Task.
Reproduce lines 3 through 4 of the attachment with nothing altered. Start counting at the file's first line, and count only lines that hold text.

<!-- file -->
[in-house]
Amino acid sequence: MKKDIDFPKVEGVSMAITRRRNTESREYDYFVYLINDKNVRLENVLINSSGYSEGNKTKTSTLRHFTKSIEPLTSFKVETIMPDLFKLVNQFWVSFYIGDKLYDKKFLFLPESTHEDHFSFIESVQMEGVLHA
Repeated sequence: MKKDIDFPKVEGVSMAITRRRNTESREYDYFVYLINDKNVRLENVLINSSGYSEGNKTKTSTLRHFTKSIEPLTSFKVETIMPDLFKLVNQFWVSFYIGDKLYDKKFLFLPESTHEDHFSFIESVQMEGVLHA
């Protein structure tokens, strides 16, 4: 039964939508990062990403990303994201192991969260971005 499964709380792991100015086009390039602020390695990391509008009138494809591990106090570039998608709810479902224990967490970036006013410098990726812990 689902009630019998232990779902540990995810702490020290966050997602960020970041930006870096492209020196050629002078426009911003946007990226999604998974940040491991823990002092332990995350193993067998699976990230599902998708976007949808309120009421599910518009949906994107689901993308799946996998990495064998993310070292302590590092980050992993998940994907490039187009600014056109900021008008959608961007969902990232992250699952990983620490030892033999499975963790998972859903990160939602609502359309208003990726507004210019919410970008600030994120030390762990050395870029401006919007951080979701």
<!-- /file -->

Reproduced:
Repeated sequence: MKKDIDFPKVEGVSMAITRRRNTESREYDYFVYLINDKNVRLENVLINSSGYSEGNKTKTSTLRHFTKSIEPLTSFKVETIMPDLFKLVNQFWVSFYIGDKLYDKKFLFLPESTHEDHFSFIESVQMEGVLHA
């Protein structure tokens, strides 16, 4: 039964939508990062990403990303994201192991969260971005 499964709380792991100015086009390039602020390695990391509008009138494809591990106090570039998608709810479902224990967490970036006013410098990726812990 689902009630019998232990779902540990995810702490020290966050997602960020970041930006870096492209020196050629002078426009911003946007990226999604998974940040491991823990002092332990995350193993067998699976990230599902998708976007949808309120009421599910518009949906994107689901993308799946996998990495064998993310070292302590590092980050992993998940994907490039187009600014056109900021008008959608961007969902990232992250699952990983620490030892033999499975963790998972859903990160939602609502359309208003990726507004210019919410970008600030994120030390762990050395870029401006919007951080979701």